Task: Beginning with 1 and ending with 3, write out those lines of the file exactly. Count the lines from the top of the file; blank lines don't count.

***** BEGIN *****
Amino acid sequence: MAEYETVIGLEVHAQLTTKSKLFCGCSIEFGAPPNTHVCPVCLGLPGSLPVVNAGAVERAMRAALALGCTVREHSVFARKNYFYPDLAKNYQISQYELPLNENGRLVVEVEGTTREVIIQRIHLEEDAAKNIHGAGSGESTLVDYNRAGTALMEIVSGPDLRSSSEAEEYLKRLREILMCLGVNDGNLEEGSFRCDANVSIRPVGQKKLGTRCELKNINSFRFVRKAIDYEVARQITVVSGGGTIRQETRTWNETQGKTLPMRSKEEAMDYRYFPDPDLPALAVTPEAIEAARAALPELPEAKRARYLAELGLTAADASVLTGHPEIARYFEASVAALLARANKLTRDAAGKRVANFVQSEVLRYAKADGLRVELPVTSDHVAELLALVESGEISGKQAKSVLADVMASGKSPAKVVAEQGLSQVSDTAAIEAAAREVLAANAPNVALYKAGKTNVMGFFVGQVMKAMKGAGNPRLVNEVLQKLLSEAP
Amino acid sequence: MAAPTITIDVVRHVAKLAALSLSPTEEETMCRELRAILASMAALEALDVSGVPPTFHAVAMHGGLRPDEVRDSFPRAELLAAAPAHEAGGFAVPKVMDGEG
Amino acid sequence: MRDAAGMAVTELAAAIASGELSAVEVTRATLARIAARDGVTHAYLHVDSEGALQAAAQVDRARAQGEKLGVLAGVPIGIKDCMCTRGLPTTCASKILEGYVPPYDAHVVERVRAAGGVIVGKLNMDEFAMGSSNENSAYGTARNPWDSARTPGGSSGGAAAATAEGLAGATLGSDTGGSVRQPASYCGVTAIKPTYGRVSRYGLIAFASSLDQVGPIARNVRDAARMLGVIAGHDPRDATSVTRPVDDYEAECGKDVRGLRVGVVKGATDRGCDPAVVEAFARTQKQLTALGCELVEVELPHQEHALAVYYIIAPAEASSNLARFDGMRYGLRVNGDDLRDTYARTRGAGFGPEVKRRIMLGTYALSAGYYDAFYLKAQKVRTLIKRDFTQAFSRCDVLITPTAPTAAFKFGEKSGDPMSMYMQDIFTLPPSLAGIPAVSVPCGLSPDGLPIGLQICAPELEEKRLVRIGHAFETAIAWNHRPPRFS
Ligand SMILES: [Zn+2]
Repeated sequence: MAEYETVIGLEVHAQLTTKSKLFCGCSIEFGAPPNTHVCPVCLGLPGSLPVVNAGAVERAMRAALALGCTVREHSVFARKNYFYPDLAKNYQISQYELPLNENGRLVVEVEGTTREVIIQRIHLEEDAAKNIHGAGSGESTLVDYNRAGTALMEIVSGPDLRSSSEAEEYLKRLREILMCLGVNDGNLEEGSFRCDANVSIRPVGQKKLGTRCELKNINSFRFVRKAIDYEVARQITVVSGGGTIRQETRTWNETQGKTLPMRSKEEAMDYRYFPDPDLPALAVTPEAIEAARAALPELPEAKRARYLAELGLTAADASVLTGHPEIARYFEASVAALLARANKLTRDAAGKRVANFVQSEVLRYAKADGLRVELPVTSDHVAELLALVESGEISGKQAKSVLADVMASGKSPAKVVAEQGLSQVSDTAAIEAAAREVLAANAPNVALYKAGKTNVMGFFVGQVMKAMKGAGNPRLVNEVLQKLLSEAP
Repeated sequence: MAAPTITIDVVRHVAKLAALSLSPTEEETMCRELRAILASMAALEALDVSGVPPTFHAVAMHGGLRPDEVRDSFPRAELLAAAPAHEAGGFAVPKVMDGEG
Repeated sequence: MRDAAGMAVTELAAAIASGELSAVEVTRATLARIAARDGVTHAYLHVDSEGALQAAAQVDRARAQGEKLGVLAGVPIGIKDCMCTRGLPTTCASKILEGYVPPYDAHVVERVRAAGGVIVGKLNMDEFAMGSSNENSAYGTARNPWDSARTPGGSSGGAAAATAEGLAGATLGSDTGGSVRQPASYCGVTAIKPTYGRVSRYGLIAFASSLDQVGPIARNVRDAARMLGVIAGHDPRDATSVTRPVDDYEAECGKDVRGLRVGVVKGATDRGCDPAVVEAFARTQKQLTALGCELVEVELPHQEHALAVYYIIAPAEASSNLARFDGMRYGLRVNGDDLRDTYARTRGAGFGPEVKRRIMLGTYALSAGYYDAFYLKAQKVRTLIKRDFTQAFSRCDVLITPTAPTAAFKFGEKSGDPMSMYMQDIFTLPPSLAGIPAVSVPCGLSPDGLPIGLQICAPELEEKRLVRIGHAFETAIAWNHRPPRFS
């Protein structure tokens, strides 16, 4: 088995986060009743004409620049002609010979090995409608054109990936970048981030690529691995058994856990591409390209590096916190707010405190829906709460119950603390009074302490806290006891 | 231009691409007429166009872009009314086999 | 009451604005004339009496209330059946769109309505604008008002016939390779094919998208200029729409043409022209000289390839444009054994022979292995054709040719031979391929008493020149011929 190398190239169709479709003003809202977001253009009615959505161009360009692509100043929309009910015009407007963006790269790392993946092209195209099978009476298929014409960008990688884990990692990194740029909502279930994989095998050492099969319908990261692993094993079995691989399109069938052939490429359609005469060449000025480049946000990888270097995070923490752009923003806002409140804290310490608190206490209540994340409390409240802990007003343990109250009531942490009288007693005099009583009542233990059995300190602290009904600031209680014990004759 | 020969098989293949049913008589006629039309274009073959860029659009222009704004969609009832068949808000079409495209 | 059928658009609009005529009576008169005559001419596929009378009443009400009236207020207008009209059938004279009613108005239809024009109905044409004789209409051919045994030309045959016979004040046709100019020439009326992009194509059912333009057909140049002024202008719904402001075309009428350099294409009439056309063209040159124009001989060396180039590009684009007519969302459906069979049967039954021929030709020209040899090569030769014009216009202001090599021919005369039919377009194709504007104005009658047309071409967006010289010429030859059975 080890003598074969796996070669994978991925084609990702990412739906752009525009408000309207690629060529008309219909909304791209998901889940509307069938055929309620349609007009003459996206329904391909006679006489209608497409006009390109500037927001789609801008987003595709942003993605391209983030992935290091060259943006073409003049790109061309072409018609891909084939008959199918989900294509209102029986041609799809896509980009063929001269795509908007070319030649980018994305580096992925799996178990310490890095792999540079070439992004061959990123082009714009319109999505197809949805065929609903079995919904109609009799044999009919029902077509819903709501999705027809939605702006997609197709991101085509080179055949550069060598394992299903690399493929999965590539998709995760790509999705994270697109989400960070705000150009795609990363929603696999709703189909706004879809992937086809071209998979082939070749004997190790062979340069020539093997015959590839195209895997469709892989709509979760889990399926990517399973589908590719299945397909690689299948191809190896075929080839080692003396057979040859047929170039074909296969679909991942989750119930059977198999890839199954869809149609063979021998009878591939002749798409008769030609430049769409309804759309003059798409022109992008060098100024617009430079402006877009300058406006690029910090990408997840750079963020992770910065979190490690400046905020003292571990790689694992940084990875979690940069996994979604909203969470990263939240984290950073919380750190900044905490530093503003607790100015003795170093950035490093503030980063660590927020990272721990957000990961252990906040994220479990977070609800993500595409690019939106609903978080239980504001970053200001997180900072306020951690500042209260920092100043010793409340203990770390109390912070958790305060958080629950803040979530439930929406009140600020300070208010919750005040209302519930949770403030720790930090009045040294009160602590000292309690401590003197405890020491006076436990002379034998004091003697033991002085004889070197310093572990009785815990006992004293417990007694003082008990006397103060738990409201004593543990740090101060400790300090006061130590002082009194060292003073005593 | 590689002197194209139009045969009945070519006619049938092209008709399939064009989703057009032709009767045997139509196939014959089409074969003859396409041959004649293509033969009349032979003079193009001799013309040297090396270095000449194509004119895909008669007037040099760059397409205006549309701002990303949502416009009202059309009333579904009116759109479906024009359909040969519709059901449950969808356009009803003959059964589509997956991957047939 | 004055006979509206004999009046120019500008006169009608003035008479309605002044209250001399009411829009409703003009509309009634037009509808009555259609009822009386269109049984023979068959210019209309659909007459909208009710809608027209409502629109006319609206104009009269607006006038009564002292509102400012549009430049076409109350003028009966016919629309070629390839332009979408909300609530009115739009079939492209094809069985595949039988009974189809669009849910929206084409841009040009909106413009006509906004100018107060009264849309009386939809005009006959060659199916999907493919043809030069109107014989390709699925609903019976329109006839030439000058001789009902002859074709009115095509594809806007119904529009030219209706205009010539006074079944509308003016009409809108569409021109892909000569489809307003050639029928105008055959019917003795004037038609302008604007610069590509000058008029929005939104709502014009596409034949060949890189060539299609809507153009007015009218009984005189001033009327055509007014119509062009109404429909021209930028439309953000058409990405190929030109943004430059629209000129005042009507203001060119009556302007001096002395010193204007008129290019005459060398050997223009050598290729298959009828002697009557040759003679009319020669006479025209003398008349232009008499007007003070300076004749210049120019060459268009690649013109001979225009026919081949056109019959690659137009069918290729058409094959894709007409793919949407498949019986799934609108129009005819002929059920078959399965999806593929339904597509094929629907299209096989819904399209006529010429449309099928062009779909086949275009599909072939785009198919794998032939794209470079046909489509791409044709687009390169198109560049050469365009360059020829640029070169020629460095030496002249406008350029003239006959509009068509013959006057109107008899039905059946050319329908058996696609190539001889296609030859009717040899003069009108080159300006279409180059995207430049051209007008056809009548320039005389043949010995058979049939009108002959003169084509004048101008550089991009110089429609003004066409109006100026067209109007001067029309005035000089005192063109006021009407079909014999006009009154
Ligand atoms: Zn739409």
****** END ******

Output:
Amino acid sequence: MAEYETVIGLEVHAQLTTKSKLFCGCSIEFGAPPNTHVCPVCLGLPGSLPVVNAGAVERAMRAALALGCTVREHSVFARKNYFYPDLAKNYQISQYELPLNENGRLVVEVEGTTREVIIQRIHLEEDAAKNIHGAGSGESTLVDYNRAGTALMEIVSGPDLRSSSEAEEYLKRLREILMCLGVNDGNLEEGSFRCDANVSIRPVGQKKLGTRCELKNINSFRFVRKAIDYEVARQITVVSGGGTIRQETRTWNETQGKTLPMRSKEEAMDYRYFPDPDLPALAVTPEAIEAARAALPELPEAKRARYLAELGLTAADASVLTGHPEIARYFEASVAALLARANKLTRDAAGKRVANFVQSEVLRYAKADGLRVELPVTSDHVAELLALVESGEISGKQAKSVLADVMASGKSPAKVVAEQGLSQVSDTAAIEAAAREVLAANAPNVALYKAGKTNVMGFFVGQVMKAMKGAGNPRLVNEVLQKLLSEAP
Amino acid sequence: MAAPTITIDVVRHVAKLAALSLSPTEEETMCRELRAILASMAALEALDVSGVPPTFHAVAMHGGLRPDEVRDSFPRAELLAAAPAHEAGGFAVPKVMDGEG
Amino acid sequence: MRDAAGMAVTELAAAIASGELSAVEVTRATLARIAARDGVTHAYLHVDSEGALQAAAQVDRARAQGEKLGVLAGVPIGIKDCMCTRGLPTTCASKILEGYVPPYDAHVVERVRAAGGVIVGKLNMDEFAMGSSNENSAYGTARNPWDSARTPGGSSGGAAAATAEGLAGATLGSDTGGSVRQPASYCGVTAIKPTYGRVSRYGLIAFASSLDQVGPIARNVRDAARMLGVIAGHDPRDATSVTRPVDDYEAECGKDVRGLRVGVVKGATDRGCDPAVVEAFARTQKQLTALGCELVEVELPHQEHALAVYYIIAPAEASSNLARFDGMRYGLRVNGDDLRDTYARTRGAGFGPEVKRRIMLGTYALSAGYYDAFYLKAQKVRTLIKRDFTQAFSRCDVLITPTAPTAAFKFGEKSGDPMSMYMQDIFTLPPSLAGIPAVSVPCGLSPDGLPIGLQICAPELEEKRLVRIGHAFETAIAWNHRPPRFS